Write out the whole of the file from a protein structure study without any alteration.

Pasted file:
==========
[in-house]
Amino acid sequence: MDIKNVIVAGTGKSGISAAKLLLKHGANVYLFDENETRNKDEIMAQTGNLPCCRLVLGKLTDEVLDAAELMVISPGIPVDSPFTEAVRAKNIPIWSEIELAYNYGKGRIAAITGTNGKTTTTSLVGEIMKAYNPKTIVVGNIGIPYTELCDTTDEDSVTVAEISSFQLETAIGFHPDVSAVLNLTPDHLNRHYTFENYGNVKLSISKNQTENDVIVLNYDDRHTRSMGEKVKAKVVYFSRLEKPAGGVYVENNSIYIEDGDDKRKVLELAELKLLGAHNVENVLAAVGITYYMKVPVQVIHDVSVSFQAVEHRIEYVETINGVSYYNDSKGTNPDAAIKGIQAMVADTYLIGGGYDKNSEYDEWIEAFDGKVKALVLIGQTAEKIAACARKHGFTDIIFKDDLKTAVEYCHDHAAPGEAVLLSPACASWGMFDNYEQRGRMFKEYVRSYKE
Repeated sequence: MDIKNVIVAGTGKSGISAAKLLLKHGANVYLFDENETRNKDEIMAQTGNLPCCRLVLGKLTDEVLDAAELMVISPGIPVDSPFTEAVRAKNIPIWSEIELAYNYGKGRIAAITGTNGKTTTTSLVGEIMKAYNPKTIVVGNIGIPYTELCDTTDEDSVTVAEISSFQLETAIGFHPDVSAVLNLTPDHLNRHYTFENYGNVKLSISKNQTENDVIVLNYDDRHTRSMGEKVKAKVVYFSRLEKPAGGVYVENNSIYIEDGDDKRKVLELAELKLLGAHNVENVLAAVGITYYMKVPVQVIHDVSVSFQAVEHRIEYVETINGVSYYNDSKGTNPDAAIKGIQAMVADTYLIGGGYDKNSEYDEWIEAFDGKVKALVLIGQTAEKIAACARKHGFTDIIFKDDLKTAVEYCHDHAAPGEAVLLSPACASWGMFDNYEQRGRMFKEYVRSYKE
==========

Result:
[in-house]
Amino acid sequence: MDIKNVIVAGTGKSGISAAKLLLKHGANVYLFDENETRNKDEIMAQTGNLPCCRLVLGKLTDEVLDAAELMVISPGIPVDSPFTEAVRAKNIPIWSEIELAYNYGKGRIAAITGTNGKTTTTSLVGEIMKAYNPKTIVVGNIGIPYTELCDTTDEDSVTVAEISSFQLETAIGFHPDVSAVLNLTPDHLNRHYTFENYGNVKLSISKNQTENDVIVLNYDDRHTRSMGEKVKAKVVYFSRLEKPAGGVYVENNSIYIEDGDDKRKVLELAELKLLGAHNVENVLAAVGITYYMKVPVQVIHDVSVSFQAVEHRIEYVETINGVSYYNDSKGTNPDAAIKGIQAMVADTYLIGGGYDKNSEYDEWIEAFDGKVKALVLIGQTAEKIAACARKHGFTDIIFKDDLKTAVEYCHDHAAPGEAVLLSPACASWGMFDNYEQRGRMFKEYVRSYKE
Repeated sequence: MDIKNVIVAGTGKSGISAAKLLLKHGANVYLFDENETRNKDEIMAQTGNLPCCRLVLGKLTDEVLDAAELMVISPGIPVDSPFTEAVRAKNIPIWSEIELAYNYGKGRIAAITGTNGKTTTTSLVGEIMKAYNPKTIVVGNIGIPYTELCDTTDEDSVTVAEISSFQLETAIGFHPDVSAVLNLTPDHLNRHYTFENYGNVKLSISKNQTENDVIVLNYDDRHTRSMGEKVKAKVVYFSRLEKPAGGVYVENNSIYIEDGDDKRKVLELAELKLLGAHNVENVLAAVGITYYMKVPVQVIHDVSVSFQAVEHRIEYVETINGVSYYNDSKGTNPDAAIKGIQAMVADTYLIGGGYDKNSEYDEWIEAFDGKVKALVLIGQTAEKIAACARKHGFTDIIFKDDLKTAVEYCHDHAAPGEAVLLSPACASWGMFDNYEQRGRMFKEYVRSYKE